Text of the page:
Afghanistan is marking a day of mourning on July 24 for more than 80 people who were killed in a suicide bombing that targeted peaceful protesters in Kabul on July 23.
Afghan President Ashraf Ghani has vowed to take "revenge" against those responsible for a suicide attack in Kabul that has killed at least 80 people, the deadliest attack to hit the Afghan capital since the U.S.-led invasion in 2001.
The Islamic State (IS) extremist group claimed responsibility for the twin suicide bombings, which the Interior Ministry said killed at least 80 people and wounded 231, many of them in serious condition.
The suicide attack at Kabul's Dehmazang Square targeted mostly members of the Hazara minority, thousands of whom had gathered to protest a power line.
If IS’s claims prove to be true, the bombings would mark the first time the militants have launched an attack in Kabul. IS fighters have seized pockets of territory along Afghanistan's eastern border with Pakistan, mostly in Nangarhar Province, in the past year.
In a live television address on July 23, Ghani said "I promise you I will take revenge against the culprits."
"I have ordered the attorney-general to set up a commission to investigate this incident," he said, adding that July 24 would be a national day of mourning.
Ghani’s spokesman said the government had received information that an attack on the demonstration could take place and had warned the organizers.
"We had intelligence over recent days and it was shared with the demonstration organisers. We shared our concerns because we knew that terrorists wanted to bring sectarianism to our community," presidential spokesman Haroon Chakhansuri told the AP.
The Islamic State group's Amaq news agency reported that two IS fighters detonated explosive belts at the peaceful march, which was attended by an estimated 10,000 people.
Kabul hospitals were overwhelmed, with reports emerging of blood shortages and urgent appeals for blood donors circulating on social media.
"We were holding a peaceful demonstration when I heard a bang and then everyone was escaping and yelling," said Sabira Jan, a protester who witnessed the attack. "I saw many people were killed and most of them were covered with blood. There was nobody to help the victims. Policemen were looking at us and after that I heard gunshots. Then I don't know what happened."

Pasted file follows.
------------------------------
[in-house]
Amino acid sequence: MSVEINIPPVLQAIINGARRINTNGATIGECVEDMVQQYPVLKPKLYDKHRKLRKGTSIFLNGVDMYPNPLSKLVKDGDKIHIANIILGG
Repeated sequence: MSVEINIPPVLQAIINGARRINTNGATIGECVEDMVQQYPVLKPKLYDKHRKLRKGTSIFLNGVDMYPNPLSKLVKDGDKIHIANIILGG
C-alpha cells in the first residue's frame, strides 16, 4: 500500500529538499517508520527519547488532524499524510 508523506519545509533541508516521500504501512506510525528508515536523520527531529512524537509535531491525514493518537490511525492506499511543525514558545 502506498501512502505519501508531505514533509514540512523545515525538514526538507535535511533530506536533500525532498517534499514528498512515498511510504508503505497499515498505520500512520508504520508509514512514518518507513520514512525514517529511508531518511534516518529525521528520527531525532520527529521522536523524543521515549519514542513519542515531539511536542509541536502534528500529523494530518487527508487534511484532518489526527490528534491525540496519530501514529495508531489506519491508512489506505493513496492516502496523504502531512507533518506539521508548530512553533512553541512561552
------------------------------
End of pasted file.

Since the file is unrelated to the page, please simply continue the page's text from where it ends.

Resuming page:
The United States and Russia condemned the attack and renewed pledges of security assistance to Kabul.
"We remain committed to work jointly with the Afghan security forces and countries in the region to confront the forces that threaten Afghanistan's security, stability, and prosperity," the White House said in a statement.
Russian President Vladimir Putin reiterated his "readiness to continue the most active cooperation with...Afghanistan in fighting all forms of terrorism," Russian news agencies quoted a Kremlin statement as saying.
"The horrific attack on a group of peaceful protestors in Kabul demonstrates the utter disregard that armed groups have for human life," Amnesty International said in a statement.
"Such attacks are a reminder that the conflict in Afghanistan is not winding down, as some believe, but escalating, with consequences for the human rights situation in the country that should alarm us all."
Earlier, Ghani said in a statement that he was "deeply saddened" by the attack, adding that the casualties included security forces.
"Holding protests is the right of every citizen of Afghanistan and the government puts all efforts to provide security for the protesters, but terrorists entered the protests, and carried out explosions that martyred and wounded a number of citizens including members of security forces," the statement said.
Afghan Chief Executive Abdullah Abdullah condemned the "terrorist attack."
Gruesome photos circulating on social media showed horrific scenes with scores of people wounded in the square where the protesters had gathered.
Taliban militants denied involvement in the attack. "We want to make it clear," Taliban spokesman Zabihullah Mujahid said in an e-mail to media outlets. "Our mujahedin had no hand in the attack."
The local IS affiliate in Afghanistan is mainly made up of former Taliban fighters disillusioned by the group's failure to overthrow the government despite a 15-year insurgency.
The Hazara protesters were demanding that the 500-kilovolt transmission line from Turkmenistan to Kabul be rerouted through the central province of Bamiyan, which has a large Hazara population.
The government says this plan would cost millions and delay the project by years.
Demonstrators gathered near Kabul University, several kilometers from the main government area, waving Afghan flags and chanting slogans like "Justice! Justice!" and "Death to discrimination!”
The original plan was for the power line to run through the Bamiyan Province, where most of the country’s Hazara live.
The government says the new route, through the Salang Pass north of Kabul, would save millions of dollars in costs and expedite the project.
The Hazara are a Dari-speaking, Shi'ite community that has long been persecuted in Afghanistan.
They are considered the poorest of the ethnic groups and often complain of discrimination.
Only between 30 and 40 percent of Afghans are connected to the electric grid.
Based on reporting by Reuters and AP